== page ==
HOUSTON — Baseball is dying. The game is boring.
These two statements are synonymous with young sports fans today. America’s pastime has failed to keep up with the times.
In a world of instant gratification the game of baseball is plodding. Too much standing around waiting for nothing to happen. Especially in the National League, where rallies die when you reach the lower third of the batting order and what Max Scherzer so aptly described as pitchers “swinging a wet newspaper.”
The average sports fan expects excitement and consistent action. Basketball and football provide those frequently throughout the course of a game.
Baseball is the slow, methodical contest, the true marathon of sports with 162 regular season games. It has an aging fan base and does a poor job of marketing its star players compared to the NFL and the NBA.
Now the sport is finally making changes that are long overdue.
New commissioner Rob Manfred attended an Astros game last week and outlined a couple of his ideas for the future – speeding up pace of play and marketing the league’s stars.
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Due to new pace of play rules established by baseball this year, the average game time has dropped to 2 hours and 53 minutes, over eight minutes below last year’s average.
Manfred said players are accepting his suggestions that they stop wasting so much time between swings in the batter’s box. He has not had to resort to fines to force more rapid play.
His first initiative already has positive results. Now he will turn his sights towards marketing players like Mike Trout and Bryce Harper, the future of the game, whose faces are rarely seen on nationwide television.
These steps are important but will not accomplish the most desired effect.
Home runs are what fill up stadiums. Shorten the distance to the fences, and lower some of them, and baseball will have a truly recognizable change.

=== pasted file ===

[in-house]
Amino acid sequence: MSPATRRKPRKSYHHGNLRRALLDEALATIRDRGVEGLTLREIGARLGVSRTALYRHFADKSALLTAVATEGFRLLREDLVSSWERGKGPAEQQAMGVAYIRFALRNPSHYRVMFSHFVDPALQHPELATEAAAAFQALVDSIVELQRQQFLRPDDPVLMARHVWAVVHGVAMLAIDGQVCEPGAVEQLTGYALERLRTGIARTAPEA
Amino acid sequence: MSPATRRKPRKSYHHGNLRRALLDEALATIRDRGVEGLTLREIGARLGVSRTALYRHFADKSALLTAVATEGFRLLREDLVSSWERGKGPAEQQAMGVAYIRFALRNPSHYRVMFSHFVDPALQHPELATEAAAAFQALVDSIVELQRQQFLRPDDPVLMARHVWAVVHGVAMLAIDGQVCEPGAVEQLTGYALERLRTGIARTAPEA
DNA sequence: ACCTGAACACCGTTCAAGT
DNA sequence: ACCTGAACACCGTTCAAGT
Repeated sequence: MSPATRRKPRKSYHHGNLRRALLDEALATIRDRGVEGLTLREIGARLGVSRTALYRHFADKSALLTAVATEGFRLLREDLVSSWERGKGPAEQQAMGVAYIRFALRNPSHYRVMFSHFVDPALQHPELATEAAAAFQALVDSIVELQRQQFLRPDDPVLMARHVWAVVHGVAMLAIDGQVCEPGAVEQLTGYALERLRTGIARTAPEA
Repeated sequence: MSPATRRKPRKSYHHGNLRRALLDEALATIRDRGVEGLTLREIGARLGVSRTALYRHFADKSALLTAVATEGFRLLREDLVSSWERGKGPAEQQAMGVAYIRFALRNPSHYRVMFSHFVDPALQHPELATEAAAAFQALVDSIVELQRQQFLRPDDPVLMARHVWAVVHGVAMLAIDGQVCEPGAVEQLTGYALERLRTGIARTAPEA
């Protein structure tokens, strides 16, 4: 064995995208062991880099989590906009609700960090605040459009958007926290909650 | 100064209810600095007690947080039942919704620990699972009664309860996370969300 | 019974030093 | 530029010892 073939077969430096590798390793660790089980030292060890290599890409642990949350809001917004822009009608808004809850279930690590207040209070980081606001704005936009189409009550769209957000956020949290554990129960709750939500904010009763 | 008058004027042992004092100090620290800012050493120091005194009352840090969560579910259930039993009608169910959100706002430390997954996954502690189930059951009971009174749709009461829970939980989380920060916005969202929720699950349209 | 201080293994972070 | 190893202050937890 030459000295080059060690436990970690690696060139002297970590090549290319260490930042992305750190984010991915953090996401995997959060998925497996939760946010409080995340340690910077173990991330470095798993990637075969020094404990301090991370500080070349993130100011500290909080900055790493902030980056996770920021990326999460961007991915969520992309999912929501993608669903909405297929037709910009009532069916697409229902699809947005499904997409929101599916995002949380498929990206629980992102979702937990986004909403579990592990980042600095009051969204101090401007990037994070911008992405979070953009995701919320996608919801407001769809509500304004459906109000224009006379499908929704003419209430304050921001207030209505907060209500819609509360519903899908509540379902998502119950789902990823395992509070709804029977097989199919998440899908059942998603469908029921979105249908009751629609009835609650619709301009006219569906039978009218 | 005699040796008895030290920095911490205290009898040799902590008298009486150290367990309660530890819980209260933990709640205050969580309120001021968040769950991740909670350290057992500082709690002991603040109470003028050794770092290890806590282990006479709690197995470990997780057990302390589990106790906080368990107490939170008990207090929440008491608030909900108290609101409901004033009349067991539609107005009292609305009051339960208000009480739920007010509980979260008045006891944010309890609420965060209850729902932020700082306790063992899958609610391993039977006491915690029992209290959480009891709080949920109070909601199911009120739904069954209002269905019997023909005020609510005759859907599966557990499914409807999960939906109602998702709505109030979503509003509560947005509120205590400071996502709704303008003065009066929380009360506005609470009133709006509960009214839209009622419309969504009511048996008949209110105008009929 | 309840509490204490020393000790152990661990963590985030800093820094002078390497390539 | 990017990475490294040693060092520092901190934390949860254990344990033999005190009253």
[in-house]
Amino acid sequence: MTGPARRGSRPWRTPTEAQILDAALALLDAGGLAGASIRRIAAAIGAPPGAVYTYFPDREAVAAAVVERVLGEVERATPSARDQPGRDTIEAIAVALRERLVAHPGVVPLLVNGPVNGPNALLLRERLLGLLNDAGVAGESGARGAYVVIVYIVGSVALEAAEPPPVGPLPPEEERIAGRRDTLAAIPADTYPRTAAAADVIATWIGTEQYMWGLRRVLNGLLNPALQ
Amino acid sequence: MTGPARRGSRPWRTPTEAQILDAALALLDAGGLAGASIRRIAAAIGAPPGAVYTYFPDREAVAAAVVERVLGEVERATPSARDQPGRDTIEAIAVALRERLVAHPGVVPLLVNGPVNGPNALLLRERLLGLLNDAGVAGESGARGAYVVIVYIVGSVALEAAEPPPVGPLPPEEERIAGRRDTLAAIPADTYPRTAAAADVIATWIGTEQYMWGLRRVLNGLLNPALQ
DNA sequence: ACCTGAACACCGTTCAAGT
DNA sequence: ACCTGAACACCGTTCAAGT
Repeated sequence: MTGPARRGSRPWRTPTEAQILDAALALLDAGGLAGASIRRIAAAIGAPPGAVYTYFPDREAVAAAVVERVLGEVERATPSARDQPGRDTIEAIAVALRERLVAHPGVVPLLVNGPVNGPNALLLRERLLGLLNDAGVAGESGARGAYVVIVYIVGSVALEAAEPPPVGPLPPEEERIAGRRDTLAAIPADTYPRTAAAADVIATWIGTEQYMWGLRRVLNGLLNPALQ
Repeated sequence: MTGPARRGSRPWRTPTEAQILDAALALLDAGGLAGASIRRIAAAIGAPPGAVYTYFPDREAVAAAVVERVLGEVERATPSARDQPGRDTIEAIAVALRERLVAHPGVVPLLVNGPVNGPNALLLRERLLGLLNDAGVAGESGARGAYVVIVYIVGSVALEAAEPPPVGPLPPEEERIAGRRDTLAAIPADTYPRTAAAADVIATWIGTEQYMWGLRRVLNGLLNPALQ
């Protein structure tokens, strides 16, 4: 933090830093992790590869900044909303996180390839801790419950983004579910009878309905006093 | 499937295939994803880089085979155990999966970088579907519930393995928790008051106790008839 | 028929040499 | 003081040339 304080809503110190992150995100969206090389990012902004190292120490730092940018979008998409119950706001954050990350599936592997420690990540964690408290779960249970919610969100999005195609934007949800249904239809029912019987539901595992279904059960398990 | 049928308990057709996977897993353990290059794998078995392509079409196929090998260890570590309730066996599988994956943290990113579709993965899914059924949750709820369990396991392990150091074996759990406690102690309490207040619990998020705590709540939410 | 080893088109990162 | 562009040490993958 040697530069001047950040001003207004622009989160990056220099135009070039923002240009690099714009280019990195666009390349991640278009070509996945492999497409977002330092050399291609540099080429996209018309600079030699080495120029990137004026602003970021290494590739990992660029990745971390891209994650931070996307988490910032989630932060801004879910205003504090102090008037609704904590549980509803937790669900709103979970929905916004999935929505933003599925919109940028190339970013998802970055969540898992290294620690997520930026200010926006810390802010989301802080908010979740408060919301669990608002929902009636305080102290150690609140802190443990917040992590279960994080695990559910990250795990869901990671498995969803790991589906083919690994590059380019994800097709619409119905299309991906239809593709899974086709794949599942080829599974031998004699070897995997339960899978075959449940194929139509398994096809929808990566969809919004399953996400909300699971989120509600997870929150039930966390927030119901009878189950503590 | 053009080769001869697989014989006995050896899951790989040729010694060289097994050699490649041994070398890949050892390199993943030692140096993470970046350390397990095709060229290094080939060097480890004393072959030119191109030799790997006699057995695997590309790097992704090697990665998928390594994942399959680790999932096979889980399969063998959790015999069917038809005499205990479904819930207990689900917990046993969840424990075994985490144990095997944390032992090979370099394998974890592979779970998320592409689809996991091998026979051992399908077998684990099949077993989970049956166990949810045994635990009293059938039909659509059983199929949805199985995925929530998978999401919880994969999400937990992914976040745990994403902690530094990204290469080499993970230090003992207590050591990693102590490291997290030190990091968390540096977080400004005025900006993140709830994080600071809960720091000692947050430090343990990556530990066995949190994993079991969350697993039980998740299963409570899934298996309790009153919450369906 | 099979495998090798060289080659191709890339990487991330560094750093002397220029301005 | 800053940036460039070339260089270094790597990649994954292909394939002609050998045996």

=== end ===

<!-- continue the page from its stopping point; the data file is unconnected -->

Bringing the Designated Hitter to the National League would be another step in the right direction – more runners crossing home plate.
Traditionalists from earlier generations may find some fascination in double switches. If they want to play chess, then play chess. But baseball should be about action and drama.
Along those lines, Manfred sees possible advantages to reducing the 162-game schedule. The Players Association is planning to make a 154-game schedule a talking point when the current Collective Bargaining Agreement expires at the end of next season.
The players want more time off, insisting that playing 162 games in 183 days, with all the travel involved, puts too much strain on the body and leads to more injuries. Prior to 1961, when baseball truly was the national pastime, the schedule had 154 games and no playoffs before the World Series.
The owners do not want to give up eight days of ballpark revenues. But if they can add some postseason games, they might see the change as having overall financial benefit. The one-game wild-card playoff could be expanded to a best-of-five series.
People want to go to games and see meaningful action. They want to see lots of scoring and they want to see it on a regular basis. Give it to them, Commissioner Manfred. The fans will thank you for it. And there will be more of them, now and in the future.